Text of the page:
Saturday Dec, 10 2022 02:59:19 AM

Land issues hound southern IP communities

INDIGENOUS PEOPLES NEWS • 09:15 AM Sat Apr 23, 2022
978
By: 
John M. Unson
Members of seven indigenous communities joined the three-day summit. (John Unson)

COTABATO CITY--- Dispossession of lands in ancestral domains remained as the major problem besetting the indigenous people in Southern Philippines.

Leaders of the Higaonon, Lambangian. Teduray, Blaan, Erumanen ne Menuvu and Menubo Dulangan communities in the Bangsamoro Autonomous Region in Muslim Mindanao told reporters, during a dialogue Thursday, that they are expecting the BARMM legislature to focus attention on the issue.

“We are being driven away from our ancestral lands via so many ways. We need protection. Some of these culprits have shown us very new land titles inside our ancestral lands,” a Teduray chieftain, Leticio Datuwata, said.

Datuwata represents a big IP sector in Maguindanao, a component-province of BARMM.

A number of Tedurays were killed in a spate of attacks by heavily-armed non-Tedurays in at least four barangays in South Upi from 2019 to February last year.

“Their intrusion into our ancestral lands stopped only after the 6th Infantry Division had set-up detachments in areas easy for these armed men to attack,” Datuwata said.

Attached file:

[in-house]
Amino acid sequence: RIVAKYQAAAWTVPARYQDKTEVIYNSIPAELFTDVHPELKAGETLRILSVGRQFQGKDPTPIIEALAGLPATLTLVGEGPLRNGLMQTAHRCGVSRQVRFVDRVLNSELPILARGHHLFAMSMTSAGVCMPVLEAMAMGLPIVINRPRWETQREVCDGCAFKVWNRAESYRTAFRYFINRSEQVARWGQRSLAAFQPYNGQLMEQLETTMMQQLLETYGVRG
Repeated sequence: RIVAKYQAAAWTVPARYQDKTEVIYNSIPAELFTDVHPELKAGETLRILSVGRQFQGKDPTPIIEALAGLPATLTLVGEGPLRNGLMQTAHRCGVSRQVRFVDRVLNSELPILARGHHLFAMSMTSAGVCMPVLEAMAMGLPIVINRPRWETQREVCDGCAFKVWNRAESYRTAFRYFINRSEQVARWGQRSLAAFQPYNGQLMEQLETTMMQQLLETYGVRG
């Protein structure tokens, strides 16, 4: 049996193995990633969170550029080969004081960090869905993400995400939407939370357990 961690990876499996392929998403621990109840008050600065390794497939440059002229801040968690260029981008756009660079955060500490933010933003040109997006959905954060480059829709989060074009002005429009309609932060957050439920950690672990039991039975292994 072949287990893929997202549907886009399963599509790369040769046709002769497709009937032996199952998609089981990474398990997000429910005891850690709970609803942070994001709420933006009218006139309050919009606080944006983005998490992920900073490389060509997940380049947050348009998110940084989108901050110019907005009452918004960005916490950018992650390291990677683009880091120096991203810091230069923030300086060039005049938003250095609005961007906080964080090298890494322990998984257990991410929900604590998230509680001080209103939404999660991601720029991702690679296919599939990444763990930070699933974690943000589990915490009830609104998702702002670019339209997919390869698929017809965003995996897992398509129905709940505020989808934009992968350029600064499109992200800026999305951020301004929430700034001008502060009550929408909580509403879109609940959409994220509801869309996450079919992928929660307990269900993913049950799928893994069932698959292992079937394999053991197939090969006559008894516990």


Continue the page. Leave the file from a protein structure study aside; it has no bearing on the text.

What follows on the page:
Romeo Saliga, a member of BARMM’s 80-seat regional parliament, most known as the Bangsamoro Transition Authority, said they are focusing attention on IP issues and concerns, one of which is “insulation” of ancestral lands from intruders with vested interests.

Thursday’s dialogue between IP chieftains and reporters was part of the April 19 to 21 summit on IP political structures.

The summit was organized by the Non-Moro Indigenous People’s Council, assisted by the Institute for Autonomy and Governance here.

Right to self-determination, autonomy on utilization of obtainable resources in their domains, access to free education, social welfare and health interventions from the government, were among the topics that summit participants had discussed lengthily.

There is a law, the now 24-year Indigenous People’s Rights Act, or IPRA, also known as the Republic Act 8371, conceding to the IPs control and management of their ancestral lands.

The IPRA also provided them imprimatur to harness resources essential to the attainment of peace and progress in their tribal abodes.

Saliga said he is certain the 80-seat BARMM parliament, led by Chief Minister Ahod Ebrahim, would focus on pro-IP legislations. 

 

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